In recent years, we’ve seen data breaches at the likes of Target, Hope Depot, Dairy Queen, Staples and Neiman Marcus, and there have been countless others at lesser known retailers around the U.S. Many of these breaches involve the theft of debit or credit card information. While there is much focus on the consumer in these situations, in reality they have a relatively painless experience. Because of a variety of state and federal laws, consumers are made aware of the breach and are often provided with free credit monitoring for a year. Further, their credit or debit card is replaced and, in general, consumers aren’t held accountable for any fraudulent charges. 

Retailers, on the other hand, not only suffer a public relations nightmare, but are susceptible to fines, penalties, and additional costs related to the loss of payment card data. In 2006, American Express, Discover Financial Services, JCB International, MasterCard, and Visa Inc. formed the Payment Card Industry Security Standards Council (PCI SSC). According to their website, the PCI SSC “develops, maintains, and manages the PCI Security Standards, which include the Data Security Standard (DSS), Payment Application Data Security Standard (PA-DSS), and PIN Transaction Security (PTS) Requirements.” However, penalties for noncompliance are not imposed by the PCI SSC, but rather by the “payment brands and their partners.” 

Essentially, you have a council that cannot legally make a retail merchant be (or stay) compliant and, in the end, has no legislative authority to order reconciliatory action. So why is the PCI SSC of concern to retailers? Merchants that want to accept payment from the member companies must comply with the standards of the five organizations and, increasingly, merchants have to adapt to a market space that is increasingly driven by the use of credit and debit cards. According to the Federal Reserve Board, in 2012 there were an estimated 122.8 billion non-cash transactions, excluding wire transfers, with a value of $79 trillion. Now imagine not having the ability to accept the five major credit card brands.  

However, PCI SSC compliance doesn’t alleviate all concern. If a breach occurs, the retailer can be held responsible for fraud losses, the cost to reissue cards, and any additional fraud prevention and detection costs incurred by credit or debit card issuers. These costs will impact large, financially sound retailers, but they can cripple a smaller merchant. 

Traditional insurance policies are triggered by a legal action against an insured and usually exclude the breach of a contract the insured has entered into – an obvious conflict as contracts are the building blocks of the payment card industry.  Basically, a merchant contracts with a payment processor or bank which allows the merchant to accept payments via a credit or debit card. This contract is a Merchant Service Agreement (MSA).  When a sale occurs, the transaction is reconciled by the consumer’s card issuing bank or brand and funds are deposited into the merchant’s account. With a breach, it is common for card brands and banks to reconcile fraudulent charges back to the event and push associated costs back to the retailer.  When the charges are pushed back on the merchant as the source of the breach, there is a contractual obligation defined by the terms of the MSA, which can include significant fines depending on the particular credit card company or other financial remedies paid back to the merchant bank. Claims made insurance policies are generally triggered by demands for damages or lawsuits; these charges don’t necessarily fit that definition of claim.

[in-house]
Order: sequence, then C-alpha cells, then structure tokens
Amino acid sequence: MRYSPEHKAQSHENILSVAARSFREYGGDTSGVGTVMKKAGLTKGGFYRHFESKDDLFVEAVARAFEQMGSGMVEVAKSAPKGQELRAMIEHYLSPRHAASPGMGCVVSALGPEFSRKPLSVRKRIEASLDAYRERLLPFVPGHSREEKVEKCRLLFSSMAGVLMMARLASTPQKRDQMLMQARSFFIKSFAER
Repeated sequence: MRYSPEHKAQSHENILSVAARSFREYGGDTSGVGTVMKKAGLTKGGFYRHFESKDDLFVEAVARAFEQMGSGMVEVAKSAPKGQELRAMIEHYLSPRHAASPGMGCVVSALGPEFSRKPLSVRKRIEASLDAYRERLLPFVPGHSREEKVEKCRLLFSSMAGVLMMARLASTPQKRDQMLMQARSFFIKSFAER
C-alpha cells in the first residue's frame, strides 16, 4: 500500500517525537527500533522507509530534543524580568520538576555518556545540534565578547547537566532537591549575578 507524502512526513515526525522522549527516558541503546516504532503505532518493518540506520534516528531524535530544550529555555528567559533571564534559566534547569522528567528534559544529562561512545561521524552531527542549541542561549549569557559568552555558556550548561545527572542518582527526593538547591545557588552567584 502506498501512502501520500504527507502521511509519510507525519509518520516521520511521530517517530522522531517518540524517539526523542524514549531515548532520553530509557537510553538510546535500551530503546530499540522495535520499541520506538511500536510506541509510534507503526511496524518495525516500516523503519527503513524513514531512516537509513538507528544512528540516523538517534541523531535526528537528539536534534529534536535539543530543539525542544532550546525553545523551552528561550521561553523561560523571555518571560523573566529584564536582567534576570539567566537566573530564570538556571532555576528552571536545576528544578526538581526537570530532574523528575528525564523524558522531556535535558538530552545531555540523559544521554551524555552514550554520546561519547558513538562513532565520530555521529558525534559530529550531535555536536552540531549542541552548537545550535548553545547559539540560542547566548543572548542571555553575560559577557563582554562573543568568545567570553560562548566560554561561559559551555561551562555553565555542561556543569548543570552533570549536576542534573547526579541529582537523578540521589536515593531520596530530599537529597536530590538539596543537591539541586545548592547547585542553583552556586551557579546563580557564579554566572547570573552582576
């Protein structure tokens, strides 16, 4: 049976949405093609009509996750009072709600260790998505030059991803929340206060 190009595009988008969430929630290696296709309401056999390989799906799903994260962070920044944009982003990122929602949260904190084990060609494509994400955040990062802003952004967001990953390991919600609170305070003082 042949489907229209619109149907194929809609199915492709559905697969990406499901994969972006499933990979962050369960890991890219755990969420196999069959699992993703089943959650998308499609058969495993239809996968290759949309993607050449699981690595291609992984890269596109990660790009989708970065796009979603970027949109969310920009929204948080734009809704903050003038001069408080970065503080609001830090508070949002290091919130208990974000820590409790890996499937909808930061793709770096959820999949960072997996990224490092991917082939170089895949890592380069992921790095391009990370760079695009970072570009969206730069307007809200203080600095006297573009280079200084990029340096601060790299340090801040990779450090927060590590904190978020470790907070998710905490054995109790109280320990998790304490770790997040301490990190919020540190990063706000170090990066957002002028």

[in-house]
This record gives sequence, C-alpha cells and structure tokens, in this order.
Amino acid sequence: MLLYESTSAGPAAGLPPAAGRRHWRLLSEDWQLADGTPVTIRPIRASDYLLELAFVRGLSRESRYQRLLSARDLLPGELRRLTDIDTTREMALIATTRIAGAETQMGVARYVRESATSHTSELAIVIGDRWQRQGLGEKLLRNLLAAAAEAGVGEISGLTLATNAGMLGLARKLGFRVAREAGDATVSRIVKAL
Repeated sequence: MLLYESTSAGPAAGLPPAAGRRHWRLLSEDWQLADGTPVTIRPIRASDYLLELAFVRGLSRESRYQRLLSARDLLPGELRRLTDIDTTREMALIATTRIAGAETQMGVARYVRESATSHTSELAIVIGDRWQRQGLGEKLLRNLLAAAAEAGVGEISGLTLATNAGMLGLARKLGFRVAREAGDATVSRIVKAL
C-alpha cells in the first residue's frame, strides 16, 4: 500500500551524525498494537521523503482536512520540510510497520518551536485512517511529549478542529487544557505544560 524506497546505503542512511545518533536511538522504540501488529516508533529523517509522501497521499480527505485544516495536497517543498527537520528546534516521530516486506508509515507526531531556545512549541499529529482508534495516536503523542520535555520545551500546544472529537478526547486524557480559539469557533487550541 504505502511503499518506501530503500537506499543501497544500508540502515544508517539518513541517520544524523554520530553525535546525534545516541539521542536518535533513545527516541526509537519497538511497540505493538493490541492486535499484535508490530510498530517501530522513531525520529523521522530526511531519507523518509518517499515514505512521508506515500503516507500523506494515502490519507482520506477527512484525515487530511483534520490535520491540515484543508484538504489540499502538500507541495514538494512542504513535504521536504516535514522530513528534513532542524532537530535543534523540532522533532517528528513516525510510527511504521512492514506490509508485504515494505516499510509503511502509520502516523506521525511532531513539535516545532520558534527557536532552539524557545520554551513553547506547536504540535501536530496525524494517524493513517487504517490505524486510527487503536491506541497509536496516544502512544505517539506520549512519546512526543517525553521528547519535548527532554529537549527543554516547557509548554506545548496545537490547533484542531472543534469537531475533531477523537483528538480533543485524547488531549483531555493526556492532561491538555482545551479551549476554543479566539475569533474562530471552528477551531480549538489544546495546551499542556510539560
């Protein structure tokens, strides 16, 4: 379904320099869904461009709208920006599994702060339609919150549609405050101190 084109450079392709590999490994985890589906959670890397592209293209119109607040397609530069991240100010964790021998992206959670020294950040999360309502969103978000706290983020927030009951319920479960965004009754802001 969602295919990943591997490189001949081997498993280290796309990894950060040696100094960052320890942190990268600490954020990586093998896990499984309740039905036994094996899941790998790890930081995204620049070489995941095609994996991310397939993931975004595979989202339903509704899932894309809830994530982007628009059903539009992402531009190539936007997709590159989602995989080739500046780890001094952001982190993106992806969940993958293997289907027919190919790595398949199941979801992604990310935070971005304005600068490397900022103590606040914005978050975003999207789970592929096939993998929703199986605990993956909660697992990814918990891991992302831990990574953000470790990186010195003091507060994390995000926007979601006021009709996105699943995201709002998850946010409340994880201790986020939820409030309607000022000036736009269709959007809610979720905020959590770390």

How can retailers insure against the financial burden of an assessment and fines/penalties that accompany a breach and the theft of credit or debit card information?  Many carriers are at a crossroads. Underwriters recognize a systemic exposure across retail merchants accepting payment cards, but providing a solution means:
  1. amending the form to get around a breach of contract exclusion inherent in most policies,
  2. amending the definition of claim to respond to PCI DSS actions, and
  3. providing affirmative coverage for an indefensible punishment from a quasi-regulatory authority.
Further, the coverage grant is often made on the reliance that insureds are PCI compliant, yet the compliance model offers them no protection in the event of a breach.  In other words, there’s no immunity from punishment even if a retailer demonstrates that they are following the standards set by PCI.  

Understandably, many insurers are hesitant to provide the capacity that is needed in the retail space.  While there are solutions available, only a handful of markets offer full limits with coverage for most PCI-related costs.  More often, carriers limit their liability by providing small limits, only picking up certain portions of the exposure, providing defense only coverage, or only covering certain types of fines.  

It is increasingly important to know the costs associated with payment card breaches and be sure to find the right Cyberliability insurance solutions that will cover your client in the event of a breach.  Members of the AmWINS Financial Services Practice are available to help you find and understand the solutions available in the insurance marketplace.

This article was authored by Marc Lysse, an AmWINS Financial Services Practice Member in our Atlanta, GA office.